Monday, 3 September 2012

Antioxidant:What You Must Know


“Antioxidants” This has become a common and popular word these days especially with the influx of many foreign food supplements and drugs telling us that they contain “antioxidants”

An antioxidant is a molecule that inhibits the oxidation of another molecule. Oxidation is a chemical reaction that transfers electrons or hydrogen from a substance to an oxidizing agent. Oxidation reactions produce “free radicals” which are the culprits that we are talking about. These free radicals can start a chain reaction in a cell that can cause damage or death of the cell. Damage or death of the cell leads to many abnormalities in the human body; hence you can see the reason for increased awareness about antioxidants. Antioxidants terminate the chain reaction.

Antioxidants are essential to combat the damaging effects of free radicals.

So what are free radicals, you might ask?

Free radicals are waste products formed in a variety of situations, for example:

• During normal metabolism and production of ATP (Adenosine TryPhosphate), our body's energy currency. This being the case, exercise actually increases the formation of free radicals!

• They are also formed by the body when it is attacked by environmental toxins (e.g. cigarette smoke, exhaust fumes, pollutants in the air and water, man-made pharmaceutical drugs and even sunlight).Avoid smoking.

• Another source of free radicals is inflammation.

Free radicals are highly reactive molecules which lack at least one electron, making them very unstable. To regain stability these molecules scavenge an electron from other molecules. In this way they themselves become stable once more, but they have simply created new scavengers which go on to create more havoc, especially if they have destabilized and damaged important molecules such as the DNA of the cell.

These reactions are known as oxidation reactions, and are not unlike the rusting process that we have all observed. Rampant free radicals that are not effectively neutralized are thought to be responsible for much of our ill health, and also for ageing (often prematurely).

Antioxidants to the rescue!

Antioxidants are able to interrupt the chain reaction by supplying extra electrons where they are needed without becoming free radicals themselves. So they are critically important to our continued good health.

Where do they come from?

The body is able to manufacture some of its own antioxidants. These include the following:

• Glutathione. This is produced continuously by the body from three amino acids, namely cysteine, glycine and glutamine. It effectively neutralizes free radicals as well as toxins like mercury and other heavy metals. Unfortunately, if the toxic load becomes too great it can overwhelm the glutathione system.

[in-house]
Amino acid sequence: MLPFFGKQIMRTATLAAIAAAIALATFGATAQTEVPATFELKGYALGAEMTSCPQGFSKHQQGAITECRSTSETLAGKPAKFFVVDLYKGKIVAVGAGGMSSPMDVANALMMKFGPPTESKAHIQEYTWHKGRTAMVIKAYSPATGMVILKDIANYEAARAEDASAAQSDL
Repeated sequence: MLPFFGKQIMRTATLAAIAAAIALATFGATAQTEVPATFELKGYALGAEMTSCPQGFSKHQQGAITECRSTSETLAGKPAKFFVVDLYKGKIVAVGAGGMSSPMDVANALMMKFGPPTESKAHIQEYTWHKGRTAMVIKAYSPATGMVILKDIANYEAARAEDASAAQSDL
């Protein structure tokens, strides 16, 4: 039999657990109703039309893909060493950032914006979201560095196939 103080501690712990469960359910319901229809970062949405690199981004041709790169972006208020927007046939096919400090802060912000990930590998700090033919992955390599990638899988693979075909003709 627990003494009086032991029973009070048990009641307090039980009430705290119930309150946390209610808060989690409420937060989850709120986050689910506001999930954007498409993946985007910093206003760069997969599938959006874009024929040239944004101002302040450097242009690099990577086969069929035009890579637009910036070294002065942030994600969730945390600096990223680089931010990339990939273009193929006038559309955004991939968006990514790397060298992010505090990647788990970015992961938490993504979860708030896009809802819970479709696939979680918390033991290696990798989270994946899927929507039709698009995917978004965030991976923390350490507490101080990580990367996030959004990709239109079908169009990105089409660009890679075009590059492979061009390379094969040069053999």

• Several different enzymes are also responsible for dealing with free radicals: superoxide dismutases (SOD's), catalases and peroxidases for example.

Other important antioxidants come from our foods, and this is what interests us here in particular. The list here is fairly long:

• Vitamins C and E are well-known antioxidants. They act best when present together, as the Vitamin C is able to reactivate the vitamin E as it gets used up while getting rid of free radicals.

• Alpha-lipoic acid is also an effective antioxidant. It is commonly found in red meats, vegetables such as spinach, broccoli, potatoes, yams, carrots and beets and yeast

• Phytochemicals are potent antioxidants that come from fruits and vegetables, mostly of the highly coloured types. The two groups are as follows:

1.    The carotenoids are fat soluble compounds from bright red, orange and yellow fruits and vegetables mainly. Some common sources are carrots, tomatoes, red peppers, spinach, kale, strawberries and papaya. Well known examples of carotenoids are beta-carotene, lycopene, lutein, zeaxanthin and astaxanthin, but there are over 600 members of the family at least.

2.    The flavonoids on the other hand, are water soluble antioxidants coming mainly from purple and dark green fruits and vegetables such as berries, black grapes, beets, broccoli, spinach and green tea. Some well known flavonoids include resveratrol and quercetin but again the family is much larger than this - over 6000 members!

The important thing is that we need to make sure that our bodies are equipped with all the necessary nutrients to keep free radicals at bay. It is essential to eat a wide variety of fresh fruits and vegetables. Getting a full complement of all the different antioxidant nutrients is far better than high levels of just one or two. And it may indeed be necessary to supplement with carefully chosen products.

Partly culled from Andre' van der Hoven,s article. She has a strong educational background in support of this (M.Sc. in Biochemistry and Ph.D. in Immunology) To explore further please visit her at  and
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